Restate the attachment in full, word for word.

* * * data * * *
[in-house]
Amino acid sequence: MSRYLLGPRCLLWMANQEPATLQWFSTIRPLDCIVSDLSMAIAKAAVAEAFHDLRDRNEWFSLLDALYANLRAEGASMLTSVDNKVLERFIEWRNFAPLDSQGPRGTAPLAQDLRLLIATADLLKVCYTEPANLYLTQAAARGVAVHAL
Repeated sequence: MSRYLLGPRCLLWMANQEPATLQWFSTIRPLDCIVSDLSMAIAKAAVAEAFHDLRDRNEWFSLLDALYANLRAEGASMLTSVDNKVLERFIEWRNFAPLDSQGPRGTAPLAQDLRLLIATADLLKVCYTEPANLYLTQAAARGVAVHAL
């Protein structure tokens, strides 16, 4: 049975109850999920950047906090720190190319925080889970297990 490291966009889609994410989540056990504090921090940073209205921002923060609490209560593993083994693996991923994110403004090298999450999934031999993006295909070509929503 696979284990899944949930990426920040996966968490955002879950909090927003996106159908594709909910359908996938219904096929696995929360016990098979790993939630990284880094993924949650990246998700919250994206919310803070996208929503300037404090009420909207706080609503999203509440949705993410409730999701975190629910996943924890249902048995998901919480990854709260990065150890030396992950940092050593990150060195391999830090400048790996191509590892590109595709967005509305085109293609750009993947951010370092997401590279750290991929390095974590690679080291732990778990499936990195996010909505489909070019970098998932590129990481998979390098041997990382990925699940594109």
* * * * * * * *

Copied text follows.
[in-house]
Amino acid sequence: MSRYLLGPRCLLWMANQEPATLQWFSTIRPLDCIVSDLSMAIAKAAVAEAFHDLRDRNEWFSLLDALYANLRAEGASMLTSVDNKVLERFIEWRNFAPLDSQGPRGTAPLAQDLRLLIATADLLKVCYTEPANLYLTQAAARGVAVHAL
Repeated sequence: MSRYLLGPRCLLWMANQEPATLQWFSTIRPLDCIVSDLSMAIAKAAVAEAFHDLRDRNEWFSLLDALYANLRAEGASMLTSVDNKVLERFIEWRNFAPLDSQGPRGTAPLAQDLRLLIATADLLKVCYTEPANLYLTQAAARGVAVHAL
């Protein structure tokens, strides 16, 4: 049975109850999920950047906090720190190319925080889970297990 490291966009889609994410989540056990504090921090940073209205921002923060609490209560593993083994693996991923994110403004090298999450999934031999993006295909070509929503 696979284990899944949930990426920040996966968490955002879950909090927003996106159908594709909910359908996938219904096929696995929360016990098979790993939630990284880094993924949650990246998700919250994206919310803070996208929503300037404090009420909207706080609503999203509440949705993410409730999701975190629910996943924890249902048995998901919480990854709260990065150890030396992950940092050593990150060195391999830090400048790996191509590892590109595709967005509305085109293609750009993947951010370092997401590279750290991929390095974590690679080291732990778990499936990195996010909505489909070019970098998932590129990481998979390098041997990382990925699940594109």